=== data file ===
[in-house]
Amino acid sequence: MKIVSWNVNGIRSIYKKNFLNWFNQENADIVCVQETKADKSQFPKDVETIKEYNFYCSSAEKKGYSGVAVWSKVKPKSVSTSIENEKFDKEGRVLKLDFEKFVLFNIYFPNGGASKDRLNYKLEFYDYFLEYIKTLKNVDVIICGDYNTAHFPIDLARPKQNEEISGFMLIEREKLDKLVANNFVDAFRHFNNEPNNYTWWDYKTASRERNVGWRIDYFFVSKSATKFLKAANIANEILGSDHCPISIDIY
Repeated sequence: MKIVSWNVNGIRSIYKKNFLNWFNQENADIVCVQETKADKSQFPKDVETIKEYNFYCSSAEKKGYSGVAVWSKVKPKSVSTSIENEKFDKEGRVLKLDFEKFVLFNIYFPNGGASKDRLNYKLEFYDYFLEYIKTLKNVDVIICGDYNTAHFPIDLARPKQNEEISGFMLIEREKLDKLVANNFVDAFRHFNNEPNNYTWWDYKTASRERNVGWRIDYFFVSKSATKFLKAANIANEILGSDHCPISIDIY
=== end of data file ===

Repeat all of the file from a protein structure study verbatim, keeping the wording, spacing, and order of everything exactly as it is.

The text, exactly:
[in-house]
Amino acid sequence: MKIVSWNVNGIRSIYKKNFLNWFNQENADIVCVQETKADKSQFPKDVETIKEYNFYCSSAEKKGYSGVAVWSKVKPKSVSTSIENEKFDKEGRVLKLDFEKFVLFNIYFPNGGASKDRLNYKLEFYDYFLEYIKTLKNVDVIICGDYNTAHFPIDLARPKQNEEISGFMLIEREKLDKLVANNFVDAFRHFNNEPNNYTWWDYKTASRERNVGWRIDYFFVSKSATKFLKAANIANEILGSDHCPISIDIY
Repeated sequence: MKIVSWNVNGIRSIYKKNFLNWFNQENADIVCVQETKADKSQFPKDVETIKEYNFYCSSAEKKGYSGVAVWSKVKPKSVSTSIENEKFDKEGRVLKLDFEKFVLFNIYFPNGGASKDRLNYKLEFYDYFLEYIKTLKNVDVIICGDYNTAHFPIDLARPKQNEEISGFMLIEREKLDKLVANNFVDAFRHFNNEPNNYTWWDYKTASRERNVGWRIDYFFVSKSATKFLKAANIANEILGSDHCPISIDIY